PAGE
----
Putin moves into Latin America while Obama dismisses Russia as ‘regional’
As Obama Dismisses Russia As "Regional," It Expands Its Reach
Geopolitics: President Obama dismisses Russia as a "regional power" while Secretary of State Kerry pronounces the Monroe Doctrine dead. Meanwhile, the world watches, stupefied, as Russian ships move to our doorstep.
Trash-talking a nation that just swallowed up a chunk of its neighbor and upended the global order doesn't seem like a very thoughtful strategy, given the weakness of U.S. sanctions following Russia's annexation of Ukraine's Crimea.
But that was what President Obama seemed to be doing Tuesday in claiming Russia was nothing but small fry in world affairs.
"Russia is a regional power that is threatening some of its immediate neighbors — not out of strength, but out of weakness," Obama sniffed. By invading Ukraine, "the fact that Russia felt compelled to go in militarily and lay bare these violations of international law indicates less influence, not more."
A regional power? According to Obama's own Department of Defense, the Russian empire — which now encompasses nine time zones — has never been more expansive. And now it's getting involved in our hemisphere.
Russia once tried to set up military bases in Cuba (in 1959), Chile (1970) and Nicaragua (1980) — and now it's talking about doing the same in Cuba, Nicaragua and Venezuela. It's also getting more venturesome in its submarine excursions around U.S. Gulf ports, laying groundwork for something, but what?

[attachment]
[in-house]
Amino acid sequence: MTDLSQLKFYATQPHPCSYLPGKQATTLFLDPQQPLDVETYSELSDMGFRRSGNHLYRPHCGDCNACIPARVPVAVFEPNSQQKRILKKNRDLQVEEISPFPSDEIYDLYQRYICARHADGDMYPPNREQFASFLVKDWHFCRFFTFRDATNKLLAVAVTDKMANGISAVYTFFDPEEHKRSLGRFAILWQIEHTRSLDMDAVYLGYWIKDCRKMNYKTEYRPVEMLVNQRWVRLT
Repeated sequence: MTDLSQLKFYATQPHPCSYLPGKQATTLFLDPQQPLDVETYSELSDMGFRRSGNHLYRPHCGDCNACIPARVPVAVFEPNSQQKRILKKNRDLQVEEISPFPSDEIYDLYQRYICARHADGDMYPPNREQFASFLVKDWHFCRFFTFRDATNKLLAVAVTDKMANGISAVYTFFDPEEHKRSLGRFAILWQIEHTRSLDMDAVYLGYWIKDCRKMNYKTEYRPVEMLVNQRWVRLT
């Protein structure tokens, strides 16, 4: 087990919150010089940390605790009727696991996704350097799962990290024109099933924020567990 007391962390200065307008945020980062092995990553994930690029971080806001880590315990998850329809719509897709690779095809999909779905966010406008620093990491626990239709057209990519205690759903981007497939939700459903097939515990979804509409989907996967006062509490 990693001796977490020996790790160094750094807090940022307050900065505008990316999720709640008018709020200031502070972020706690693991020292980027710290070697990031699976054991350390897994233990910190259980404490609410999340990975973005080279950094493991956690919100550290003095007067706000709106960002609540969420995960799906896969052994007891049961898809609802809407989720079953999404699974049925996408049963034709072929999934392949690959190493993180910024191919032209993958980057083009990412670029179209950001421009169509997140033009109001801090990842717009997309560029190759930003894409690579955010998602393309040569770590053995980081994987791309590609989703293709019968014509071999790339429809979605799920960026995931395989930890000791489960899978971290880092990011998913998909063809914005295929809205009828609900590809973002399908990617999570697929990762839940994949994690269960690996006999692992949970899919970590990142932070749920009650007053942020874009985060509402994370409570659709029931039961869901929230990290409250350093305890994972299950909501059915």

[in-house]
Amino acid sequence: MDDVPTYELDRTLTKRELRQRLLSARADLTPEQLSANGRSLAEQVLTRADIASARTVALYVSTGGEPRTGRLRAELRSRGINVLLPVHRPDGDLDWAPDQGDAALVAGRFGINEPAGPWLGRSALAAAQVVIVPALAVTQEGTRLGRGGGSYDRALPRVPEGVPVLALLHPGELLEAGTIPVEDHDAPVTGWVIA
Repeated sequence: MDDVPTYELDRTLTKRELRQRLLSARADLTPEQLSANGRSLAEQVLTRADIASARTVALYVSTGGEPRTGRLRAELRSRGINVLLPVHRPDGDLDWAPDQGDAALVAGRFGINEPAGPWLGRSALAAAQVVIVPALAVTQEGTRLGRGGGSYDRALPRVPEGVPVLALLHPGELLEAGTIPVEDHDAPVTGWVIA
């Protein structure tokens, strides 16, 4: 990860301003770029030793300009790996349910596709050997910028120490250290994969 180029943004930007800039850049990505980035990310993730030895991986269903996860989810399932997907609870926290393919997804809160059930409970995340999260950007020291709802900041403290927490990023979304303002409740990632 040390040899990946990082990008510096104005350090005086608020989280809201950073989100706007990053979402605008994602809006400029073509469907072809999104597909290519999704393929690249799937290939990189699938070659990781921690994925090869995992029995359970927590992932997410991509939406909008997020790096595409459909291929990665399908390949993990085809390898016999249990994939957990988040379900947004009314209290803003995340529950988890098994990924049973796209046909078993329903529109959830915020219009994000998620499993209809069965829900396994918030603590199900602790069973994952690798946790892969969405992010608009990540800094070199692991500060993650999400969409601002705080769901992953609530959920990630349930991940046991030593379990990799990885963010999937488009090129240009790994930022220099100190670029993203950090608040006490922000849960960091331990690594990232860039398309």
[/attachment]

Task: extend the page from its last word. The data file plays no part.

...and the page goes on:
Regional powers don't act this way. But nuclear powers with revanchist aims do — and it doesn't pay to dismiss them.
These moves didn't happen yesterday or in any tit-for-tat response to the sanctions the West hastily cobbled together against Russia for its takeover of Crimea. They are the result of methodical planning that Russia's leaders have been doing for years in projecting power.
Apparently lost on the Obama administration is the fact that Russia is now Latin America's top arms supplier, a role with which it is not unfamiliar. Nearly 100 years ago, Russia began its ascent to global influence by selling arms to Spain's leftist Republicans to fuel the Spanish Civil War of 1936. They fomented hellish violence and won a propaganda war even without winning the territory.
That was the beginning of Soviet power projection in the 20th century. In the post-Soviet era, Russia seems to be using that roadmap to influence Spain's old colonies in the New World.
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